Well they (the (MTA)) complained at the very beginning about the cost of the program.  Given all of the other issues plaguing the system now, I don't think they see this as a priority, which is an issue.  It definitely should be.  Even with me being able to afford the higher fares, I have problems getting in on time.  This morning I opted for the express bus which never came, so I took the one after. After getting into Manhattan ok, there was a water main break basically crippling traffic, so I had to get off and take the subway, which was also delayed, but luckily I was able to get on. I was 40 minutes late to work, but it doesn't affect my paycheck either way... Basically a two hour commute... Now imagine someone who only has the bus to the subway as an option and is an hourly worker...  They not only may have to pay more to get to work, but they may also lose money as they are paid by the hour.  I will be taking Metro-North tomorrow, but the people that the Freedom Ticket looks to serve may not have that option due to the cost.  

It's interesting when you think about it though.  We're seeing a situation where our transportation system is falling apart and the only way to get around it is by spending more money to commute. The people that can afford Metro-North or Uber can work around the mess that is the subway and the buses.

Edited by Via Garibaldi 8

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57 minutes ago, Via Garibaldi 8 said:

I don't understand your question.  This pilot program was supposed to have started some time ago. The reasons for it being brought up were outlined in the article.  Since it still isn't clear, the main reasons are below:

-Residents in numerous parts of Queens and Brooklyn lack subway access but have LIRR access. However, they don't use the stations because LIRR tickets are expensive, the stations aren't very accessible and the service isn't that frequent.  LIRR tickets do NOT provide transfers to the bus or subway, meaning added costs.

-Freedom Ticket looks to accomplish the following:

-Give riders in Queens and parts of Brooklyn another option aside from a long bus to subway commute or the express bus.  

-Give them a faster commute at a reasonable cost, and take some of the strain off of the subway.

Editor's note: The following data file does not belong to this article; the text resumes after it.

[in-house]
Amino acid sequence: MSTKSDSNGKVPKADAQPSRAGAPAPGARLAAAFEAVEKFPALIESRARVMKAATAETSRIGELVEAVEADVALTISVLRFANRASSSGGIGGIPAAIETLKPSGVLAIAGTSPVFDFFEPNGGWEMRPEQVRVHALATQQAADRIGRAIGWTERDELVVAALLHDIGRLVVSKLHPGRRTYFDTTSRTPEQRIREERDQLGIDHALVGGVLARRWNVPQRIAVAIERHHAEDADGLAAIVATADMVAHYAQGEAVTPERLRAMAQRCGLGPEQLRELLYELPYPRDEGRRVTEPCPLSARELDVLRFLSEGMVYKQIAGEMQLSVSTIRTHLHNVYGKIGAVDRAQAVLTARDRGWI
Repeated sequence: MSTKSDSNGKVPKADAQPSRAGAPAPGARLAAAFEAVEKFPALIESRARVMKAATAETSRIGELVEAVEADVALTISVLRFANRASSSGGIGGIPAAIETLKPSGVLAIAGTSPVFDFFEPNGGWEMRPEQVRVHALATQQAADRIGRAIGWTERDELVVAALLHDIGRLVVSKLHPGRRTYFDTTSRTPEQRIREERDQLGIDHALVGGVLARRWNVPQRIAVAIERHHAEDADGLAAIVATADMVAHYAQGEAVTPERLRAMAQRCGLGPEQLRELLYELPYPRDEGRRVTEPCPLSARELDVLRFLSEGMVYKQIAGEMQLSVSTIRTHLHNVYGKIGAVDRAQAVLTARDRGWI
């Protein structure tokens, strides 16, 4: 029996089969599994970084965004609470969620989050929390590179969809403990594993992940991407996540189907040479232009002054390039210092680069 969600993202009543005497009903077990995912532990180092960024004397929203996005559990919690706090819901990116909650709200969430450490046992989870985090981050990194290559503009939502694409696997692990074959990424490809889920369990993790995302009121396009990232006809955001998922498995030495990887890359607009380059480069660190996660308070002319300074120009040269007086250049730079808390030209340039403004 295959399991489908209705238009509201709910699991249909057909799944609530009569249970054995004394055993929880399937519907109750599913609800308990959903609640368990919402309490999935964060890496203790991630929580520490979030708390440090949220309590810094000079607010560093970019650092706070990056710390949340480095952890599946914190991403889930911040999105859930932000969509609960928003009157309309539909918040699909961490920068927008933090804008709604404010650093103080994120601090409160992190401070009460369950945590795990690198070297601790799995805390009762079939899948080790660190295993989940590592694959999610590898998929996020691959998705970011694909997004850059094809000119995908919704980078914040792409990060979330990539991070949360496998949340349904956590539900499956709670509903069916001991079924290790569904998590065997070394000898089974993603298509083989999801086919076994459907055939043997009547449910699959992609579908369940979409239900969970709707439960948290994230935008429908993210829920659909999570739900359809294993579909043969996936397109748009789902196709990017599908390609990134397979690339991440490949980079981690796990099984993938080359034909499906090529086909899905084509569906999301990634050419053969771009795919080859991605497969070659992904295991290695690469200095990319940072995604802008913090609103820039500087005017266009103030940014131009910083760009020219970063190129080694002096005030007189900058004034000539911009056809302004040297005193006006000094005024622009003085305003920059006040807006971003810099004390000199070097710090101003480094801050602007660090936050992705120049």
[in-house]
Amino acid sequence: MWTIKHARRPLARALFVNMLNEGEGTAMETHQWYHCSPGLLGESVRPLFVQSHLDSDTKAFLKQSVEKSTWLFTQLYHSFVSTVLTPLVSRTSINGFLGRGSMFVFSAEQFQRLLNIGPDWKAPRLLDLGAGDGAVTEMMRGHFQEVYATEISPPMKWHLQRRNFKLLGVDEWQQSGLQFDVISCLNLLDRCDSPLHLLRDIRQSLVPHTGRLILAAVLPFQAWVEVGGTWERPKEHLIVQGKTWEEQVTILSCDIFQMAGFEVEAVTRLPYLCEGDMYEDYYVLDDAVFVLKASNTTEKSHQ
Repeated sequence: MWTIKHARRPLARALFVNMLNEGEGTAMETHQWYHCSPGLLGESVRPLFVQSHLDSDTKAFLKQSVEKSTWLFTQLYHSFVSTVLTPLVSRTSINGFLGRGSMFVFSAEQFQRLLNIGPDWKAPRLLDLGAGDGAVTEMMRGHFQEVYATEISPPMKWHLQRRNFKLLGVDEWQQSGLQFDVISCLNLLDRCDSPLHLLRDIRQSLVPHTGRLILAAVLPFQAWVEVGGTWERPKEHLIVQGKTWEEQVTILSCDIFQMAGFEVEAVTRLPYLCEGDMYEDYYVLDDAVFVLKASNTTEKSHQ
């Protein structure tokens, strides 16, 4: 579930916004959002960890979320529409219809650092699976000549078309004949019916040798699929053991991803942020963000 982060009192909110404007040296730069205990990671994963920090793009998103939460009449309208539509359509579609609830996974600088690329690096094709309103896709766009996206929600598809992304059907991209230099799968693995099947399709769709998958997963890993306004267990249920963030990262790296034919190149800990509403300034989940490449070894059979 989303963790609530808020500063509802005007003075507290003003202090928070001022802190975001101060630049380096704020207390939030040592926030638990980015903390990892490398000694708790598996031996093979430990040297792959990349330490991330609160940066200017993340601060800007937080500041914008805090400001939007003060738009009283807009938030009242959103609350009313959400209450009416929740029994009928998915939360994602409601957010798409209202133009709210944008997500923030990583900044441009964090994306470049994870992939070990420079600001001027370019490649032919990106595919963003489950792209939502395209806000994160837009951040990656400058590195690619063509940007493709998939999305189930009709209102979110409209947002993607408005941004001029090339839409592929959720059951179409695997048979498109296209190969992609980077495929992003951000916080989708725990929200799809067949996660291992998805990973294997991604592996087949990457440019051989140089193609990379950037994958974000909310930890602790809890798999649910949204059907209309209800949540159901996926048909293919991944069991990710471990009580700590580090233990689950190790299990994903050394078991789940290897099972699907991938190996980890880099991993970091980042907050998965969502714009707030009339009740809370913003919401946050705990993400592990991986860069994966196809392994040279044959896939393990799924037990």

I have a similar situation in my neighborhood, but the difference is we have shuttle buses that run to both of our Metro-North stations and our residents can afford the higher fares unlike the residents in Southeast Queens and areas in Brooklyn.  Someone in East New York is likely living under the poverty line and is not going to be able to afford the $200.00+ monthly ticket, PLUS a $121.00 Metrocard.  In my case, I sometimes spend over $400.00 a month between the express bus and Metro-North. That is very expensive for a poor person barely making say $20,000 - 30,000 a year.  However in households in my area that make three or four times that amount, it isn't a problem.

This isn't the first time this has come up though.  There has been an ongoing complaint from neighborhoods without subway access that they don't get their fair share of transportation compared to subway rich areas.  The City has tried to compensate by subsidizing express bus service, but some areas don't have express buses, so it's the bus to the subway or a difficult trip to an LIRR or MNRR station.

To add onto it, the branches in question that these tickets would affect in SE Queens are some of the least used ones in the system, so it's not like capacity is an issue.

Honestly, ticket prices across the LIRR and Metro-North wouldn't need to be so high if they replaced conductors with proof of payment and ticket inspectors the way they have it in Europe. If I had it my way, trips using two zones or less would be subway fare across the system, and any additional zones would be another subway fare.